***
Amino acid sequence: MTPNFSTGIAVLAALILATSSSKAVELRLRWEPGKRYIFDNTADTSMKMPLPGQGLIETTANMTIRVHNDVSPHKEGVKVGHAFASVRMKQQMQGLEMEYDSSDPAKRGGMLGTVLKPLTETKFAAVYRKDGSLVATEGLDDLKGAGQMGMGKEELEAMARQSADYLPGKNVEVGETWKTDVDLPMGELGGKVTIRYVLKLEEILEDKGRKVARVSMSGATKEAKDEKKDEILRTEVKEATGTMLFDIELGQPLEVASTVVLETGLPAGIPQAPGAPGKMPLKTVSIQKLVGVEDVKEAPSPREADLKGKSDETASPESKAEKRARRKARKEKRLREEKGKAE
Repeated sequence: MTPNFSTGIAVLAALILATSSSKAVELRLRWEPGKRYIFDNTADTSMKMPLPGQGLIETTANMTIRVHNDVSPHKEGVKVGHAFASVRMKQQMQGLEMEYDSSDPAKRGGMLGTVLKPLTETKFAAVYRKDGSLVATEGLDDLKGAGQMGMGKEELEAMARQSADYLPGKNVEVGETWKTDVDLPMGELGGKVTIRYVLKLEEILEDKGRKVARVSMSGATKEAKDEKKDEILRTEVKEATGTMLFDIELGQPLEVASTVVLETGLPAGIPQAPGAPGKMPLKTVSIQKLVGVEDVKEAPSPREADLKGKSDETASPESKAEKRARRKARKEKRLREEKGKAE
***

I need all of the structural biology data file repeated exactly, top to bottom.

Amino acid sequence: MTPNFSTGIAVLAALILATSSSKAVELRLRWEPGKRYIFDNTADTSMKMPLPGQGLIETTANMTIRVHNDVSPHKEGVKVGHAFASVRMKQQMQGLEMEYDSSDPAKRGGMLGTVLKPLTETKFAAVYRKDGSLVATEGLDDLKGAGQMGMGKEELEAMARQSADYLPGKNVEVGETWKTDVDLPMGELGGKVTIRYVLKLEEILEDKGRKVARVSMSGATKEAKDEKKDEILRTEVKEATGTMLFDIELGQPLEVASTVVLETGLPAGIPQAPGAPGKMPLKTVSIQKLVGVEDVKEAPSPREADLKGKSDETASPESKAEKRARRKARKEKRLREEKGKAE
Repeated sequence: MTPNFSTGIAVLAALILATSSSKAVELRLRWEPGKRYIFDNTADTSMKMPLPGQGLIETTANMTIRVHNDVSPHKEGVKVGHAFASVRMKQQMQGLEMEYDSSDPAKRGGMLGTVLKPLTETKFAAVYRKDGSLVATEGLDDLKGAGQMGMGKEELEAMARQSADYLPGKNVEVGETWKTDVDLPMGELGGKVTIRYVLKLEEILEDKGRKVARVSMSGATKEAKDEKKDEILRTEVKEATGTMLFDIELGQPLEVASTVVLETGLPAGIPQAPGAPGKMPLKTVSIQKLVGVEDVKEAPSPREADLKGKSDETASPESKAEKRARRKARKEKRLREEKGKAE